The 10 cheapest areas to rent within 10 minutes of central London
The latest research from Rentonomy reveals the 10 cheapest areas of London that are within 10 minutes of the centre of town. They compared 2 bed rents with the shortest train/tube or DLR journey from each area of London to a central station.
Their findings indicate that Walworth in South East London offers the second cheapest rents at an average of £314 per week for a 2 bed, but can get commuters to Central London in just three minutes from Elephant and Castle Rail Station. Well-connected Canary Wharf is a good bet allowing travellers to get to Bank via the DLR in about 6 minutes from Limehouse Station. Living in an area like Peckham or Brixton is much cheaper and still gets commuters to London Bridge or Victoria in about 9 minutes respectively.
According to Director of Research David Butler “This analysis reveals the parts of London which are both well-connected to the centre and affordable. These two factors are arguably the most important considerations for renters when choosing which area to live in”.
House prices down?
According to the latest Land Registry figures, October house prices were down 0.2% compared to September, making the average house price in England and Wales now £165,515 (usual caveats about house price indices apply as usual here), although the annual price rise is a smidgeon over 3.1%.
• London saw the greatest increase in its average property value over the last 12 months, up by 8.7%
• Wales had the greatest monthly risem up 2.4%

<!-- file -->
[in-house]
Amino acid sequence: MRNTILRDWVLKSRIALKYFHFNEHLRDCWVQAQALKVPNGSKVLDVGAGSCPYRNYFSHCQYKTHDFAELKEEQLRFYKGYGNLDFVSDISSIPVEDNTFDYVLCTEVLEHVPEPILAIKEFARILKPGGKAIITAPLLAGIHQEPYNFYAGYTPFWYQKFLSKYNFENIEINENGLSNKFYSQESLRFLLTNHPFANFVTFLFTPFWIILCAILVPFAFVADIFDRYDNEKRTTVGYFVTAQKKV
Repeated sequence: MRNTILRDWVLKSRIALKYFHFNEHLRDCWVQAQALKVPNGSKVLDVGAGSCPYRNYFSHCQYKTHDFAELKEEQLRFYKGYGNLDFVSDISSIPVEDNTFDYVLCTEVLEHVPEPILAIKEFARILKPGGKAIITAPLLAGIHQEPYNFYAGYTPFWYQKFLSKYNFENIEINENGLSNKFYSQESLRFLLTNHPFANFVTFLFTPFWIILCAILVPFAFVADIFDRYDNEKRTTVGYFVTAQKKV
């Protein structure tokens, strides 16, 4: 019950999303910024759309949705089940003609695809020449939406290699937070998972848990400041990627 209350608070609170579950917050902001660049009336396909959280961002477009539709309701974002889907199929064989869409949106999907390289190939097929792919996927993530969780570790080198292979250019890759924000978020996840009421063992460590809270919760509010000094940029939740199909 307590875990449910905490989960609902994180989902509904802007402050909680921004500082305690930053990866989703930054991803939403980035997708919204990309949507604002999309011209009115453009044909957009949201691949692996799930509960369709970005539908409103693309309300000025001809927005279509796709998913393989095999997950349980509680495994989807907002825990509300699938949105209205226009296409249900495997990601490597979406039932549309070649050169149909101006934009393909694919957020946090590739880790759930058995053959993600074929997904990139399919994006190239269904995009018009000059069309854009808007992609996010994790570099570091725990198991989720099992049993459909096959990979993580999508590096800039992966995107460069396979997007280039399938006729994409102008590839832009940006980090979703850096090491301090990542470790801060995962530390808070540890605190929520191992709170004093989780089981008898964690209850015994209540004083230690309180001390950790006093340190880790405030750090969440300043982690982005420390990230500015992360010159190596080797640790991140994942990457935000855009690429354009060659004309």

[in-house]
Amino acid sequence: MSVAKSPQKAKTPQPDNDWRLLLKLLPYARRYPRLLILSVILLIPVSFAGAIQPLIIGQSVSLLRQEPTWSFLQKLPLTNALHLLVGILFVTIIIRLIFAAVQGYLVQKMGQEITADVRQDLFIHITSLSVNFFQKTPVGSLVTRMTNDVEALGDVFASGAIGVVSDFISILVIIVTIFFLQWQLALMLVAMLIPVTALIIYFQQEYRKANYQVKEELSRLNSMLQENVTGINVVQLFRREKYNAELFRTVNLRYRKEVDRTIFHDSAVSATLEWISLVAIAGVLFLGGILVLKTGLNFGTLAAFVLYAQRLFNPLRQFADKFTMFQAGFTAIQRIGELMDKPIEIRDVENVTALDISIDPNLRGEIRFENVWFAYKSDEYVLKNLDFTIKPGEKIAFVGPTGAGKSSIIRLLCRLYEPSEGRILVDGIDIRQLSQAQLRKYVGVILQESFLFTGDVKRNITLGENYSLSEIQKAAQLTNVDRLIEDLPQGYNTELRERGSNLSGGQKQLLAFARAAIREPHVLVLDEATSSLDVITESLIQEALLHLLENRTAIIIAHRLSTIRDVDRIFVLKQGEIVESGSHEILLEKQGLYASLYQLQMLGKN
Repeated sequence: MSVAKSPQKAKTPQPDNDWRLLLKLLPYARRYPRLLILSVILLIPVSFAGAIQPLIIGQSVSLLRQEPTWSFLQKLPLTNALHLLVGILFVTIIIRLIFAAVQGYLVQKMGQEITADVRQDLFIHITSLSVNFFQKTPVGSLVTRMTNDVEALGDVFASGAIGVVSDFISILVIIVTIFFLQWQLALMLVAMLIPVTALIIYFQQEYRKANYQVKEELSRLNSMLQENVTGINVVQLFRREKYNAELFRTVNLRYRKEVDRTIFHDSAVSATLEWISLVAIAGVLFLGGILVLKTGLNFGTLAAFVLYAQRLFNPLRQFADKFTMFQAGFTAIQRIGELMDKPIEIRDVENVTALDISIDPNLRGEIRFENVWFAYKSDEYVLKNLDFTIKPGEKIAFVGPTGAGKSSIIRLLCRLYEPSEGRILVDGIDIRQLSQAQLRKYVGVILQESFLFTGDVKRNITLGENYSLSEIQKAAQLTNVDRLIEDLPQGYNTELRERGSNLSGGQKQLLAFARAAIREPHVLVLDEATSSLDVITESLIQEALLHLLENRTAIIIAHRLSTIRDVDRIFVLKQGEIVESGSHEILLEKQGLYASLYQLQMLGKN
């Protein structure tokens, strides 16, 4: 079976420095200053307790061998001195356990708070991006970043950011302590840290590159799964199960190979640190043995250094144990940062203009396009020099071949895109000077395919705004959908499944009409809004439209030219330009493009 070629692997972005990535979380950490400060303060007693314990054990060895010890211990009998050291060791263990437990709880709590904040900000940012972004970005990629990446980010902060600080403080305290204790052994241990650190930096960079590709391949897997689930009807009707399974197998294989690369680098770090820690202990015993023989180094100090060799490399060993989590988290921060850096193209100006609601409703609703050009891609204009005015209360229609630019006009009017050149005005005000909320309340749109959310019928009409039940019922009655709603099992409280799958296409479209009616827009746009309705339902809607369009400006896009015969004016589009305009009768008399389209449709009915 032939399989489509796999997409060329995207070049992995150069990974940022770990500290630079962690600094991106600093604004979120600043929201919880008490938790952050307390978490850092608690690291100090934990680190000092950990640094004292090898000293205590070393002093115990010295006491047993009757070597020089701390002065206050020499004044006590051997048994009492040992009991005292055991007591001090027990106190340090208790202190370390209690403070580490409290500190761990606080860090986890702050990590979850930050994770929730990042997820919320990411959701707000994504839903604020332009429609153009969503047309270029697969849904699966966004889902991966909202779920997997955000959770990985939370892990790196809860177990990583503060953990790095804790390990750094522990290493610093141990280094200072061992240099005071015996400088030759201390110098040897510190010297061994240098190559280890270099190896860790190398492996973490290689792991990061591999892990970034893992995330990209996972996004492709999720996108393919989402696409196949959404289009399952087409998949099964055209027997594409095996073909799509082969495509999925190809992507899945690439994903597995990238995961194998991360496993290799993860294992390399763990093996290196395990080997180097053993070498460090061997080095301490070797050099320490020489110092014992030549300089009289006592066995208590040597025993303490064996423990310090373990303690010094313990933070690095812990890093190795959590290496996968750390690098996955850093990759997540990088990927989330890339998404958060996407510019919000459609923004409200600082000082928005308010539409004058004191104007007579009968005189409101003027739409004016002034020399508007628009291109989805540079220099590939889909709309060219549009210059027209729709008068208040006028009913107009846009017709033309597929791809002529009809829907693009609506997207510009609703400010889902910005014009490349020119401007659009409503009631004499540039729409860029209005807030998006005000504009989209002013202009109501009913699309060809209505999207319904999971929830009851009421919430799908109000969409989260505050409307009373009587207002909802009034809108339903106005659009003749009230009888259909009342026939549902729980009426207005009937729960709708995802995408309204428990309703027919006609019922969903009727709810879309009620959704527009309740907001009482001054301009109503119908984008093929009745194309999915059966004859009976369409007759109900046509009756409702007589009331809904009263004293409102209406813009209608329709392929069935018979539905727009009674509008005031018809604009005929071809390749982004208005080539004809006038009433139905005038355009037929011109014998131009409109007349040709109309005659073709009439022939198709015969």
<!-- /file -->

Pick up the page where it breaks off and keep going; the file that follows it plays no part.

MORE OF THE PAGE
• The region with the greatest annual price fall was the North East, down 0.8%
• The North East also experienced the most significant monthly price fall, down 3.1%
• During August, the number of completed house sales in England and Wales increased by 15% to 74,767 compared with 65,014 in August 2012
• The number of properties sold in England and Wales for over £1 million in August 2013 increased by 27% to 1,104 from 871 in August 2012
The most expensive sale in October was of a property in Kensington and Chelsea which sold for £18,700,000. The cheapest was in Middlesbrough at £9,000.
“London is on a trajectory of its own,” said Nicholas Ayre, managing director of homebuying agency Home Fusion. “With limited supply, huge numbers of houses and flats need to be built to satisfy an intense desire for home ownership in London. However, we might be starting to see the end of a sellers’ market and buyers now starting to negotiate harder on prices. Some of the continual press coverage of a “bubble” and adverse commentary about help to buy, may well be encouraging buyers to be far more cautious about the prices they are willing to pay for properties.”
Jonathan Harris, director of Mayfair-based mortgage broker Anderson Harris, added: “With funding more readily available than at any time in the past five years, and likely to become even more so next year, many buyers are finally able to realise their property-ownership dream. The downside is that this surge in demand is pushing up prices, particularly in London, where supply is already limited. Gazumping is rife and sealed bids commonplace, as relatively ordinary properties fetch a premium. Buyers are worried that if they don’t act now, they will be priced out further.”Tagged in: house prices, london, renting
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